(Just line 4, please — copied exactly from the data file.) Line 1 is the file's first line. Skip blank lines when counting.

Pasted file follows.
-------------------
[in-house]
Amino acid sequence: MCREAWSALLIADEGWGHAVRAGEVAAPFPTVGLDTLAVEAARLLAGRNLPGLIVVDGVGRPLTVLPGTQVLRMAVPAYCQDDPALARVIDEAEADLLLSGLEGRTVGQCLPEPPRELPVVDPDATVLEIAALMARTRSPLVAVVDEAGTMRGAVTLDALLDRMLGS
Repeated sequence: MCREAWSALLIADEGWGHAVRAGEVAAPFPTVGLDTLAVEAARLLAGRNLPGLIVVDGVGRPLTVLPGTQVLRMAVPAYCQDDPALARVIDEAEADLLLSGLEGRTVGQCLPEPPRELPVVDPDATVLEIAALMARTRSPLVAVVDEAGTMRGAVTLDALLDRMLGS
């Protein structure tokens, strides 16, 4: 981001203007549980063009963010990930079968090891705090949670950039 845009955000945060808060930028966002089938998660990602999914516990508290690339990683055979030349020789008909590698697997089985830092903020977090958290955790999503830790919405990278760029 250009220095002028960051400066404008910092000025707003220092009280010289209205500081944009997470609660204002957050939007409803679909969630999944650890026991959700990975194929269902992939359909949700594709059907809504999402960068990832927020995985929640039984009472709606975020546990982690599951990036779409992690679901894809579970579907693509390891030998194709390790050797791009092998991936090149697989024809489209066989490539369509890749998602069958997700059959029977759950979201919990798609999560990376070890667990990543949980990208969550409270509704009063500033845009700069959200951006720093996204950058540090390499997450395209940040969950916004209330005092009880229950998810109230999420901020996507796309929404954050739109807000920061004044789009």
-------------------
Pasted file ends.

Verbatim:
């Protein structure tokens, strides 16, 4: 981001203007549980063009963010990930079968090891705090949670950039 845009955000945060808060930028966002089938998660990602999914516990508290690339990683055979030349020789008909590698697997089985830092903020977090958290955790999503830790919405990278760029 250009220095002028960051400066404008910092000025707003220092009280010289209205500081944009997470609660204002957050939007409803679909969630999944650890026991959700990975194929269902992939359909949700594709059907809504999402960068990832927020995985929640039984009472709606975020546990982690599951990036779409992690679901894809579970579907693509390891030998194709390790050797791009092998991936090149697989024809489209066989490539369509890749998602069958997700059959029977759950979201919990798609999560990376070890667990990543949980990208969550409270509704009063500033845009700069959200951006720093996204950058540090390499997450395209940040969950916004209330005092009880229950998810109230999420901020996507796309929404954050739109807000920061004044789009």